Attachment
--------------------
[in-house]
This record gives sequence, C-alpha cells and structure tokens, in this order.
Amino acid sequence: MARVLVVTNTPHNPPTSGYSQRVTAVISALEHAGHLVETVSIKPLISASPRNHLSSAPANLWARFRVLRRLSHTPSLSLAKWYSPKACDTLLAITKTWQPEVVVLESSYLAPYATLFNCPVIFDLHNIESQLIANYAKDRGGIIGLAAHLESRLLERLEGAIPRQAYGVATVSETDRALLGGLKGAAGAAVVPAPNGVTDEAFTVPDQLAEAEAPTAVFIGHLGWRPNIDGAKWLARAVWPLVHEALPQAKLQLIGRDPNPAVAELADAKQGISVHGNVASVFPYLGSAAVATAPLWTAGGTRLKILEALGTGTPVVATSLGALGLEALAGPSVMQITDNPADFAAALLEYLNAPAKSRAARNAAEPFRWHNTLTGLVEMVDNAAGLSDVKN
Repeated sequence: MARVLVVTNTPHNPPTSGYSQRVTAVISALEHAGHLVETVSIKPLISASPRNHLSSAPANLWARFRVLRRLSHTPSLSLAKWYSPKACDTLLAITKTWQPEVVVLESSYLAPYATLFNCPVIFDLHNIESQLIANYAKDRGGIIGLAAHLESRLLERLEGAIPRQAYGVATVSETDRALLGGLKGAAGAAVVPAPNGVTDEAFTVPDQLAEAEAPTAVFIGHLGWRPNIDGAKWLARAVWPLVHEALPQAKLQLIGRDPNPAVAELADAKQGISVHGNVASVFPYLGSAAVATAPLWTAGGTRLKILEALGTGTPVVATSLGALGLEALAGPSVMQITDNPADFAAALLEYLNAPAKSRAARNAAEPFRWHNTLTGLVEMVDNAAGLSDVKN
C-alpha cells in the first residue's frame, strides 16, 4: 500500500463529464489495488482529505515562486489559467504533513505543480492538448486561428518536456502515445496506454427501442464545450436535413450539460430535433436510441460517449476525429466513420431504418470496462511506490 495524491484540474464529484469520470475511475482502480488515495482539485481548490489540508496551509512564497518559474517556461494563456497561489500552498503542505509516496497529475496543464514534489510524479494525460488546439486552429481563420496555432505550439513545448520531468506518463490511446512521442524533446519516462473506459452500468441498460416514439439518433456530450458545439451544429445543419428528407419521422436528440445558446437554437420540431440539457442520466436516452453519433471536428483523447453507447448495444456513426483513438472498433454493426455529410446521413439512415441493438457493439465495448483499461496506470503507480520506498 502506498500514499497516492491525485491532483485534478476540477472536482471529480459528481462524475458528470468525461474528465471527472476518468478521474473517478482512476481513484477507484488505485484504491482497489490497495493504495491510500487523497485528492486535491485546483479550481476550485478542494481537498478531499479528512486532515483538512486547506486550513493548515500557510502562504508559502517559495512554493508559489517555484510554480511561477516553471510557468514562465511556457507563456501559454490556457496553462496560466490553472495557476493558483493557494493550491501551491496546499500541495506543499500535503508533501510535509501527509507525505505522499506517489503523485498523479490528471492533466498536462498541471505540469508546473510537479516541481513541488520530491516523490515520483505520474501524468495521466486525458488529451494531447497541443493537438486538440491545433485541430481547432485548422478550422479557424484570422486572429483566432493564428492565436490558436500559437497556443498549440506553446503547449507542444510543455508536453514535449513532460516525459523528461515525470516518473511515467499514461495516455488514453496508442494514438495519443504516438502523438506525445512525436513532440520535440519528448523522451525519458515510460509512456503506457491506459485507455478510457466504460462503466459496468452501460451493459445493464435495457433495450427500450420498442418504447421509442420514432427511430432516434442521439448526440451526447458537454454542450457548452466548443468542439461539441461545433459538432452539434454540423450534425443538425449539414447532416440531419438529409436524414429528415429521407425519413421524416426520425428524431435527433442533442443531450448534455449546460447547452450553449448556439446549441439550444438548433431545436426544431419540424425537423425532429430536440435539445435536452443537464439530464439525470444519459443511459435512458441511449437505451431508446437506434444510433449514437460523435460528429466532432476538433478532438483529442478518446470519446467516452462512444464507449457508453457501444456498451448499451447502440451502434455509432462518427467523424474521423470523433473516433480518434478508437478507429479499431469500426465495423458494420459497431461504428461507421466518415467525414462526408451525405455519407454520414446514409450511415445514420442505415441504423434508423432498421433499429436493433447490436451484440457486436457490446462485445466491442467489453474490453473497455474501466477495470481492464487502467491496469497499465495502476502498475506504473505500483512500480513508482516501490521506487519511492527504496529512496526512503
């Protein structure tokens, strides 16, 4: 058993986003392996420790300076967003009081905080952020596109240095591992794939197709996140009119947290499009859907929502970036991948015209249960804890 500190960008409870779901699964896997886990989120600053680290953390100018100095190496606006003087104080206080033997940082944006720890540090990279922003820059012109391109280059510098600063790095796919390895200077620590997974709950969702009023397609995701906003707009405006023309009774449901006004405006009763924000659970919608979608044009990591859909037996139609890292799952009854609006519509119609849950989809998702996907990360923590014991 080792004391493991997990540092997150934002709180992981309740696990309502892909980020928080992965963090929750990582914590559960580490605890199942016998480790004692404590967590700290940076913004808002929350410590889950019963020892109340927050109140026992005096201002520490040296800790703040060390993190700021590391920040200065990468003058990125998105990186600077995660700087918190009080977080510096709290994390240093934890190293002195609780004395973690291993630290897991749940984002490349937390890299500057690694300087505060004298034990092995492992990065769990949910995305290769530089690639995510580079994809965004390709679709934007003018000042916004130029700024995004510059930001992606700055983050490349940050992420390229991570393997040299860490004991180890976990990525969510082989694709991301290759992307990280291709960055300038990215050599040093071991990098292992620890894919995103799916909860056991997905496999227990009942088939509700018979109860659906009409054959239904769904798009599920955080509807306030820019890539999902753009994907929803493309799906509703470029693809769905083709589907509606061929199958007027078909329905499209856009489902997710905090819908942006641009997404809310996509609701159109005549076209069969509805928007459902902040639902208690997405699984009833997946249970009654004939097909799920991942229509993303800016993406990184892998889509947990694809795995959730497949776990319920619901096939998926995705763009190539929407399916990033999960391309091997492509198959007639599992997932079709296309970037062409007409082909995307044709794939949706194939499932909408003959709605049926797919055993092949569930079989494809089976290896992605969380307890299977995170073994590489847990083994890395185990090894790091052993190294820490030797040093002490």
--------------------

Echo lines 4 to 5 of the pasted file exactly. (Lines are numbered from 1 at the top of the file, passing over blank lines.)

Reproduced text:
Repeated sequence: MARVLVVTNTPHNPPTSGYSQRVTAVISALEHAGHLVETVSIKPLISASPRNHLSSAPANLWARFRVLRRLSHTPSLSLAKWYSPKACDTLLAITKTWQPEVVVLESSYLAPYATLFNCPVIFDLHNIESQLIANYAKDRGGIIGLAAHLESRLLERLEGAIPRQAYGVATVSETDRALLGGLKGAAGAAVVPAPNGVTDEAFTVPDQLAEAEAPTAVFIGHLGWRPNIDGAKWLARAVWPLVHEALPQAKLQLIGRDPNPAVAELADAKQGISVHGNVASVFPYLGSAAVATAPLWTAGGTRLKILEALGTGTPVVATSLGALGLEALAGPSVMQITDNPADFAAALLEYLNAPAKSRAARNAAEPFRWHNTLTGLVEMVDNAAGLSDVKN
C-alpha cells in the first residue's frame, strides 16, 4: 500500500463529464489495488482529505515562486489559467504533513505543480492538448486561428518536456502515445496506454427501442464545450436535413450539460430535433436510441460517449476525429466513420431504418470496462511506490 495524491484540474464529484469520470475511475482502480488515495482539485481548490489540508496551509512564497518559474517556461494563456497561489500552498503542505509516496497529475496543464514534489510524479494525460488546439486552429481563420496555432505550439513545448520531468506518463490511446512521442524533446519516462473506459452500468441498460416514439439518433456530450458545439451544429445543419428528407419521422436528440445558446437554437420540431440539457442520466436516452453519433471536428483523447453507447448495444456513426483513438472498433454493426455529410446521413439512415441493438457493439465495448483499461496506470503507480520506498 502506498500514499497516492491525485491532483485534478476540477472536482471529480459528481462524475458528470468525461474528465471527472476518468478521474473517478482512476481513484477507484488505485484504491482497489490497495493504495491510500487523497485528492486535491485546483479550481476550485478542494481537498478531499479528512486532515483538512486547506486550513493548515500557510502562504508559502517559495512554493508559489517555484510554480511561477516553471510557468514562465511556457507563456501559454490556457496553462496560466490553472495557476493558483493557494493550491501551491496546499500541495506543499500535503508533501510535509501527509507525505505522499506517489503523485498523479490528471492533466498536462498541471505540469508546473510537479516541481513541488520530491516523490515520483505520474501524468495521466486525458488529451494531447497541443493537438486538440491545433485541430481547432485548422478550422479557424484570422486572429483566432493564428492565436490558436500559437497556443498549440506553446503547449507542444510543455508536453514535449513532460516525459523528461515525470516518473511515467499514461495516455488514453496508442494514438495519443504516438502523438506525445512525436513532440520535440519528448523522451525519458515510460509512456503506457491506459485507455478510457466504460462503466459496468452501460451493459445493464435495457433495450427500450420498442418504447421509442420514432427511430432516434442521439448526440451526447458537454454542450457548452466548443468542439461539441461545433459538432452539434454540423450534425443538425449539414447532416440531419438529409436524414429528415429521407425519413421524416426520425428524431435527433442533442443531450448534455449546460447547452450553449448556439446549441439550444438548433431545436426544431419540424425537423425532429430536440435539445435536452443537464439530464439525470444519459443511459435512458441511449437505451431508446437506434444510433449514437460523435460528429466532432476538433478532438483529442478518446470519446467516452462512444464507449457508453457501444456498451448499451447502440451502434455509432462518427467523424474521423470523433473516433480518434478508437478507429479499431469500426465495423458494420459497431461504428461507421466518415467525414462526408451525405455519407454520414446514409450511415445514420442505415441504423434508423432498421433499429436493433447490436451484440457486436457490446462485445466491442467489453474490453473497455474501466477495470481492464487502467491496469497499465495502476502498475506504473505500483512500480513508482516501490521506487519511492527504496529512496526512503